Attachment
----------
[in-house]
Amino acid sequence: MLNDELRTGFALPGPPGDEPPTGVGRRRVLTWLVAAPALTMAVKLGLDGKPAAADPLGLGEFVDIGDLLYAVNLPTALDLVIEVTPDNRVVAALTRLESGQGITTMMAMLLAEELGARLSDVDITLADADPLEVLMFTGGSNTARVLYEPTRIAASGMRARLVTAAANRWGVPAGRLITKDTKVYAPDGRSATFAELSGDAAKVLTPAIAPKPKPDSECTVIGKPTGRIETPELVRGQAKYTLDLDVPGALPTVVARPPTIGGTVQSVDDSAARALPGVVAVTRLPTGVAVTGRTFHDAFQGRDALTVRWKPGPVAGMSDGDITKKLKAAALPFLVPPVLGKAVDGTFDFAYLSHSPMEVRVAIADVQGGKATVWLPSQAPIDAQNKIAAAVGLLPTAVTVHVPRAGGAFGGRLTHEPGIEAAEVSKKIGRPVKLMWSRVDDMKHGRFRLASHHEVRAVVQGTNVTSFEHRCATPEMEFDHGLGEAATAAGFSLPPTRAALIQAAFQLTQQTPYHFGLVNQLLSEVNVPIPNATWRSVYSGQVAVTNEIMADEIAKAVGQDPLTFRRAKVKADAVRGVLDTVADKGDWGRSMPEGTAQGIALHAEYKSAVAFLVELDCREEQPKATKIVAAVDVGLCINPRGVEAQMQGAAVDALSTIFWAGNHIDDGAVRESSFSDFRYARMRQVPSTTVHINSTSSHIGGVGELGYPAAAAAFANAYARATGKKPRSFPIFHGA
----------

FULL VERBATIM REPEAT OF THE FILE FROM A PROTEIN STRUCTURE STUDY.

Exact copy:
[in-house]
Amino acid sequence: MLNDELRTGFALPGPPGDEPPTGVGRRRVLTWLVAAPALTMAVKLGLDGKPAAADPLGLGEFVDIGDLLYAVNLPTALDLVIEVTPDNRVVAALTRLESGQGITTMMAMLLAEELGARLSDVDITLADADPLEVLMFTGGSNTARVLYEPTRIAASGMRARLVTAAANRWGVPAGRLITKDTKVYAPDGRSATFAELSGDAAKVLTPAIAPKPKPDSECTVIGKPTGRIETPELVRGQAKYTLDLDVPGALPTVVARPPTIGGTVQSVDDSAARALPGVVAVTRLPTGVAVTGRTFHDAFQGRDALTVRWKPGPVAGMSDGDITKKLKAAALPFLVPPVLGKAVDGTFDFAYLSHSPMEVRVAIADVQGGKATVWLPSQAPIDAQNKIAAAVGLLPTAVTVHVPRAGGAFGGRLTHEPGIEAAEVSKKIGRPVKLMWSRVDDMKHGRFRLASHHEVRAVVQGTNVTSFEHRCATPEMEFDHGLGEAATAAGFSLPPTRAALIQAAFQLTQQTPYHFGLVNQLLSEVNVPIPNATWRSVYSGQVAVTNEIMADEIAKAVGQDPLTFRRAKVKADAVRGVLDTVADKGDWGRSMPEGTAQGIALHAEYKSAVAFLVELDCREEQPKATKIVAAVDVGLCINPRGVEAQMQGAAVDALSTIFWAGNHIDDGAVRESSFSDFRYARMRQVPSTTVHINSTSSHIGGVGELGYPAAAAAFANAYARATGKKPRSFPIFHGA